Expungement law in New Jersey has changed! Laws enacted in December 2017 enable expungement of a various arrests and convictions that previously could not be expunged. These laws took effect on October 1, 2018. Here are some highlights of the new law:
- The waiting period before a criminal conviction can be expunged is now lowered from ten years to six years. In some cases, that six-year wait can be lowered to five years, just as before. (The waiting period before disorderly persons convictions can be expunged remains unchanged);
- Previously, the number of disorderly persons or petty disorderly persons convictions that could be expunged was three. That number, assuming no independent criminal convictions, is increased to four. Convictions for multiple interdependent or closely-related-in-circumstances disorderly persons or petty disorderly persons offenses occurring within a short period of time can be treated as a single conviction;
- As just mentioned, the number of disorderly persons or petty disorderly persons convictions that could be expunged was three. The new law allows an unlimited number of disorderly persons convictions to be expunged when two conditions are satisfied. The first condition is that the applicant has had no other convictions of any nature. The second condition (aye, there’s the rub) is that all of the disorderly persons convictions were entered on the same day. The arrests may have occurred on different days, separated by weeks, months or, theoretically, years, and the convictions may happen in different courts, but if they were all entered on the same day, they can be expunged when these conditions are satisfied;
- Previously, criminal convictions could be expunged if there were not more than two additional disorderly persons or petty disorderly persons convictions. The new law has raised that limit of additional disorderly persons or petty disorderly persons convictions (or any combination thereof) from two to three;
- Previously, no conviction could be expunged if the applicant has had one or more criminal charges dismissed as a result of successful completion of a diversion. The new law eliminated that bar;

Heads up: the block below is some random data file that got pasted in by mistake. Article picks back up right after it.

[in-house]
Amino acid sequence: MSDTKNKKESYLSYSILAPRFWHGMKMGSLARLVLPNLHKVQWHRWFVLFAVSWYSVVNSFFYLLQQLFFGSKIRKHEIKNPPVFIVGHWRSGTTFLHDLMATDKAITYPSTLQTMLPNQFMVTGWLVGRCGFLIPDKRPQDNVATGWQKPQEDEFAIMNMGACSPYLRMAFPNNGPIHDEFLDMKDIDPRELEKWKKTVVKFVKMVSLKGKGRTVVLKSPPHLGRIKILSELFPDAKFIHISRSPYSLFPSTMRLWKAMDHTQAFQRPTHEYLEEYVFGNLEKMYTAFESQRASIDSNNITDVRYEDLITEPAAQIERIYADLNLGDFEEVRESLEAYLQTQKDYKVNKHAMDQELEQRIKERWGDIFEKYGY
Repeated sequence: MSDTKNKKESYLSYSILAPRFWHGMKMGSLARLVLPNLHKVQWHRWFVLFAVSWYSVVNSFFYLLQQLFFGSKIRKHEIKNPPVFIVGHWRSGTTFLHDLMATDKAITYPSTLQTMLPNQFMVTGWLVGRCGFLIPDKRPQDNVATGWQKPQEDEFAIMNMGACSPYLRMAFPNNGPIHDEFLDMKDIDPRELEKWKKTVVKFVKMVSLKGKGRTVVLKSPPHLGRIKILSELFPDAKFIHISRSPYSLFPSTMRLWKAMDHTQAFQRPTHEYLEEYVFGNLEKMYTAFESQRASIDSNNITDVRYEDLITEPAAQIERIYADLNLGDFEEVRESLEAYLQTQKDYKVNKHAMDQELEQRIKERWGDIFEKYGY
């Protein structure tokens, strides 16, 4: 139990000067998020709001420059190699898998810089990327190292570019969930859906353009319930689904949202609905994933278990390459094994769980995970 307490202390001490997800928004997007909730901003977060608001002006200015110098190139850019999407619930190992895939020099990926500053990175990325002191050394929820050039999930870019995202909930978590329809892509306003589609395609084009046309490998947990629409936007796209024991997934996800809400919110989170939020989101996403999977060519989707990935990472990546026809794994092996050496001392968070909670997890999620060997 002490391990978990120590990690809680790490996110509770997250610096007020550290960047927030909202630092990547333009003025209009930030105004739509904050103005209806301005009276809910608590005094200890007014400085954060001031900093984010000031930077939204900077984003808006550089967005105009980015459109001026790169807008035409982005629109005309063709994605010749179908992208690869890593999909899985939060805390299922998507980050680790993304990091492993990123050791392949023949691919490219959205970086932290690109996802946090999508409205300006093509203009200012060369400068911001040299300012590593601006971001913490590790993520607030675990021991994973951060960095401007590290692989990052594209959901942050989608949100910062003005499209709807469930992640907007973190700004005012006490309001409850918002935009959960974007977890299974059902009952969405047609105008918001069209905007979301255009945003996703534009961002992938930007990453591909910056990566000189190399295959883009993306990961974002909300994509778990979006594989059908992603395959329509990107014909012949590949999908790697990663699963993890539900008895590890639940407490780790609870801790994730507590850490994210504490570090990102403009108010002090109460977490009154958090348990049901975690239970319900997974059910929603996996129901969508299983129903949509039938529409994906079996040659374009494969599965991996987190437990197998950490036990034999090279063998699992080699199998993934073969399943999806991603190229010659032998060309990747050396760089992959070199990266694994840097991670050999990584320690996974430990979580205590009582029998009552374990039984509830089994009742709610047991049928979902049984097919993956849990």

- Satisfaction of fines and other financial obligations to the court arising from a criminal conviction are no longer a requirement to obtain an expungement when the non-satisfaction was not willful. Collection of financial obligations will be transferred to a different court, and the nature of the event that caused the obligation will be hidden from public view. Subsequent willful non-payment will cause the expungement to be vacated.
Previously the limit on the number of criminal episodes that could be expunged was one. That limit remains one, but is relaxed in some situations. Here are the situations:
- All criminal convictions for which expungements are sought are listed in a single judgment of conviction;
- All of the convictions related to crimes that were “interdependent” or closely related in circumstances and were committed as part of a sequence of events that took place within a comparatively short period of time.
Drafting Note for Expungement Lawyers: New specifications for the verification required by N.J.S. 2C:52-8b apply in some situations. Those situations relate to expungement applications for criminal convictions, and to interrelated disorderly persons convictions. Please review N.J.S. 2C:52-8b carefully to see the exact new requirements.
The official designation of the new law is P.L.2017, chapter 244. Chapter 244 changes eight separate statutes. The overview on this page outlines highlights. Much wording in those new statutes is convoluted. Outright internal contradictions exist. Eventually, judges will be called upon to interpret that convolution. Expungement Lawyers in New Jersey™ remain available to help straighten out this mess as painlessly as possible.